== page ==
The Boeing logo is seen on the side of a Boeing 737 MAX at the Farnborough International Airshow

The Boeing logo is seen on the side of a Boeing 737 MAX at the Farnborough International Airshow, in Farnborough, Britain, July 20, 2022. REUTERS/Peter Cziborra/File Photo

Nov 18 (Reuters) – Aerospace suppliers are staring at the prospect of dwindling cash flow as they struggle with excess inventory due to production challenges at top planemakers Boeing Co (BA.N) and Airbus SE (AIR.PA).

A rebound in global air travel has left the two planemakers scrambling to meet demand but labor and shortages of engines have held them back from ramping up production.

Boeing-supplier Spirit AeroSystems Holdings Inc (SPR.N) said earlier this month a “challenging environment” is “putting a lot of pressure on our ability to generate cash”.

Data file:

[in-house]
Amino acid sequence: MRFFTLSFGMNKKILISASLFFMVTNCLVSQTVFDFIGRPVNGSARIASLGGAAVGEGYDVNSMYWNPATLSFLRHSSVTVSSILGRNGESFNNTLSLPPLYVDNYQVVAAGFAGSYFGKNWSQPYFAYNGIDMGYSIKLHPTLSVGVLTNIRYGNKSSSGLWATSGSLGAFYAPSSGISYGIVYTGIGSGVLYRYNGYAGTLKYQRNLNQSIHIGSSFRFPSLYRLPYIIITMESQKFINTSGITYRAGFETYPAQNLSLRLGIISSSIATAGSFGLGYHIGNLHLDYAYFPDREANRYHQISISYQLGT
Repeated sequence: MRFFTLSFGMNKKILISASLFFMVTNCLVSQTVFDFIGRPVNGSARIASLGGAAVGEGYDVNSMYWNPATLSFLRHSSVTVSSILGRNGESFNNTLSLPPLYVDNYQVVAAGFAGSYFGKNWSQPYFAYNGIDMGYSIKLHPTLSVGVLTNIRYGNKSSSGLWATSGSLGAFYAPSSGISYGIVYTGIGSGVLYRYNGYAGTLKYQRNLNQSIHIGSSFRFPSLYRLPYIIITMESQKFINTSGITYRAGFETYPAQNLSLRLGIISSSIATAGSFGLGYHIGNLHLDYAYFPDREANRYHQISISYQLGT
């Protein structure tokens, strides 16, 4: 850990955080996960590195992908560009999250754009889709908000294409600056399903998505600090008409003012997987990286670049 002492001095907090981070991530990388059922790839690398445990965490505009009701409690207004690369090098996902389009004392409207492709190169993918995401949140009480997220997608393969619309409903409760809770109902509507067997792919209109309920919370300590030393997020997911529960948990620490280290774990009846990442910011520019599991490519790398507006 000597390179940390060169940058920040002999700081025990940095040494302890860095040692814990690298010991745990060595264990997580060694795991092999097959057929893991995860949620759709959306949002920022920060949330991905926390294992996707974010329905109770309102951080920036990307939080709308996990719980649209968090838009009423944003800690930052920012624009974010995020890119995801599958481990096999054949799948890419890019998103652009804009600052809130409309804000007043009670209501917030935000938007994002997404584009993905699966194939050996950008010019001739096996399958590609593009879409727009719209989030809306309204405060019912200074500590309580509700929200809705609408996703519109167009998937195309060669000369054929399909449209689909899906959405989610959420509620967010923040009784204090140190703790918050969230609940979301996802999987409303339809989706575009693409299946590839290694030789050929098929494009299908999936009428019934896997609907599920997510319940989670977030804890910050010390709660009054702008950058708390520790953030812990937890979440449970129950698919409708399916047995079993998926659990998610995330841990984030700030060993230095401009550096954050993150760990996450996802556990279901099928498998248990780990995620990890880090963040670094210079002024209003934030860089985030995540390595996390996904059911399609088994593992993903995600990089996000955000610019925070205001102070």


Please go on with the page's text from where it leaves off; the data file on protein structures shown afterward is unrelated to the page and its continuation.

“We’ve got to carry extra inventory buffers because of supply chain,” Spirit’s finance chief, Mark Suchinski, had said.

Global supply chains have been roiled by disruptions and rising inflation in the wake of the pandemic, deepening risks for manufacturers depending on a fragmented network of parts makers.

The aerospace industry hasn’t traditionally carried higher inventory levels, instead relying on a just-in-time model to reduce costs, but the COVID-19 pandemic has upended that strategy by hobbling the shipment of parts in a supply chain that is spread out globally.

The war in Ukraine has only amplified the industry’s headache, with companies such as French jet engine maker Safran SA (SAF.PA) stocking up on titanium to offset any supply shortages due to the conflict.

Reuters Graphics
Reuters Graphics

“The problem is just-in-time inventory does not work at the current environment, because there are too many uncertainties,” Morgan Stanley analyst Kristine Tan Liwag said.

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